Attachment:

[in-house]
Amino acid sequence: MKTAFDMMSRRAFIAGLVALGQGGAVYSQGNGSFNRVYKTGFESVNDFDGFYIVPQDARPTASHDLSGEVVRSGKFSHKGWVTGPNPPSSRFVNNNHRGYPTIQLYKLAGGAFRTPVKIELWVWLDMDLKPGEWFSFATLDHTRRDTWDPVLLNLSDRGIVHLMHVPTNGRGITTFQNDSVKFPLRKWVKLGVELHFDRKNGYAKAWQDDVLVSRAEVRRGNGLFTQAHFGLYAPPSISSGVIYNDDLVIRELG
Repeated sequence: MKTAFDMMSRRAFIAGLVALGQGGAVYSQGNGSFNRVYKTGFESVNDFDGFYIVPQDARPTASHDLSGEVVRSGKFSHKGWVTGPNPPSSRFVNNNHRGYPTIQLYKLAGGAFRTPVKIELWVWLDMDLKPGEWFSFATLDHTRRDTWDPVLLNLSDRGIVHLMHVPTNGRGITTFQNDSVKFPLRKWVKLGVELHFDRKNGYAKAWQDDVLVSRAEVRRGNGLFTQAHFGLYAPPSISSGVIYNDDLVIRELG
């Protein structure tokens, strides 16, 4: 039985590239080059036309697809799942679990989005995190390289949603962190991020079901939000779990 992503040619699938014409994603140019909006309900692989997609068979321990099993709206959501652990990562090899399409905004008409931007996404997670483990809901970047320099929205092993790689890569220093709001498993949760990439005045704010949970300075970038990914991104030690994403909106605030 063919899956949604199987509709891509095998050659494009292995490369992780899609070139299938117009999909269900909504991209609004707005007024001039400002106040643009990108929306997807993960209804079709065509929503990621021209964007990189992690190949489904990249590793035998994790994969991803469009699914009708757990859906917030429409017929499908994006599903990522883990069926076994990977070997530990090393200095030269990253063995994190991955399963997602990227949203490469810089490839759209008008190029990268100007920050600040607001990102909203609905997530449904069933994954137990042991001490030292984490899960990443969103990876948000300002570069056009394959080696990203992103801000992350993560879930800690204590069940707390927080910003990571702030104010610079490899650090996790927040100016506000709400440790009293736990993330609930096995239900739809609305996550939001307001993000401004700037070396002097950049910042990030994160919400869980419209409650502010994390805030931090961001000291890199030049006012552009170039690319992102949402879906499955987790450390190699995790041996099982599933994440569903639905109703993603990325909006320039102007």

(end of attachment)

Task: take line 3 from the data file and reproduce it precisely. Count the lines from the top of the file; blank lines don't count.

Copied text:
Repeated sequence: MKTAFDMMSRRAFIAGLVALGQGGAVYSQGNGSFNRVYKTGFESVNDFDGFYIVPQDARPTASHDLSGEVVRSGKFSHKGWVTGPNPPSSRFVNNNHRGYPTIQLYKLAGGAFRTPVKIELWVWLDMDLKPGEWFSFATLDHTRRDTWDPVLLNLSDRGIVHLMHVPTNGRGITTFQNDSVKFPLRKWVKLGVELHFDRKNGYAKAWQDDVLVSRAEVRRGNGLFTQAHFGLYAPPSISSGVIYNDDLVIRELG